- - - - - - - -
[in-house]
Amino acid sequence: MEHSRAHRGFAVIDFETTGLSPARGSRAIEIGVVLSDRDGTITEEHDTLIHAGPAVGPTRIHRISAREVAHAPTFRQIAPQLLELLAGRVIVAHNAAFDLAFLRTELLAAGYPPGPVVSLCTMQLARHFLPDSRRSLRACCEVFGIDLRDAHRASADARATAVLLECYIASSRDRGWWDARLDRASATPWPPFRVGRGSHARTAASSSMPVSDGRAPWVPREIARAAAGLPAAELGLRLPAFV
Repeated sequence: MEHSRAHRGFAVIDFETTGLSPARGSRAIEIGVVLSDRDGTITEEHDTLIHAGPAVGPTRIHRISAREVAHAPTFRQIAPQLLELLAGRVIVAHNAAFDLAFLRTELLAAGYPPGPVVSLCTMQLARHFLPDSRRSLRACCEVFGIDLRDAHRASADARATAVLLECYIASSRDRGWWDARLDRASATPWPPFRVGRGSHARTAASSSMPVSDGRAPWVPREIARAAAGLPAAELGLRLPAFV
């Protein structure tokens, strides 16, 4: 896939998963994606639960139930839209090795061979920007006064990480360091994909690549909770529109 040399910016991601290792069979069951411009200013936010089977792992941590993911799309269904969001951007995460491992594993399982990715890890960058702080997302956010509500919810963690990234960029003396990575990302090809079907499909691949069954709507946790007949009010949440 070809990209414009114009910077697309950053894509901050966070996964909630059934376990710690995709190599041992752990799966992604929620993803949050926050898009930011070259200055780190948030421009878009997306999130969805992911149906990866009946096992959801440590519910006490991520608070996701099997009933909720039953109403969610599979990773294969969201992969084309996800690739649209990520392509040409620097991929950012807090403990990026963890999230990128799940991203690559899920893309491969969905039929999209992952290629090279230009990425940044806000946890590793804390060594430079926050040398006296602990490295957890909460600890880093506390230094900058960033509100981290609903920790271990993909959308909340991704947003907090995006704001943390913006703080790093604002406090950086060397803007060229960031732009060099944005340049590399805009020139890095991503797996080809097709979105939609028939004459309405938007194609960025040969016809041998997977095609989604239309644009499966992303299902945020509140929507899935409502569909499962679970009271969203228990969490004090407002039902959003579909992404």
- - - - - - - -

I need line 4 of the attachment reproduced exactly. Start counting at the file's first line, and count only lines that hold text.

């Protein structure tokens, strides 16, 4: 896939998963994606639960139930839209090795061979920007006064990480360091994909690549909770529109 040399910016991601290792069979069951411009200013936010089977792992941590993911799309269904969001951007995460491992594993399982990715890890960058702080997302956010509500919810963690990234960029003396990575990302090809079907499909691949069954709507946790007949009010949440 070809990209414009114009910077697309950053894509901050966070996964909630059934376990710690995709190599041992752990799966992604929620993803949050926050898009930011070259200055780190948030421009878009997306999130969805992911149906990866009946096992959801440590519910006490991520608070996701099997009933909720039953109403969610599979990773294969969201992969084309996800690739649209990520392509040409620097991929950012807090403990990026963890999230990128799940991203690559899920893309491969969905039929999209992952290629090279230009990425940044806000946890590793804390060594430079926050040398006296602990490295957890909460600890880093506390230094900058960033509100981290609903920790271990993909959308909340991704947003907090995006704001943390913006703080790093604002406090950086060397803007060229960031732009060099944005340049590399805009020139890095991503797996080809097709979105939609028939004459309405938007194609960025040969016809041998997977095609989604239309644009499966992303299902945020509140929507899935409502569909499962679970009271969203228990969490004090407002039902959003579909992404």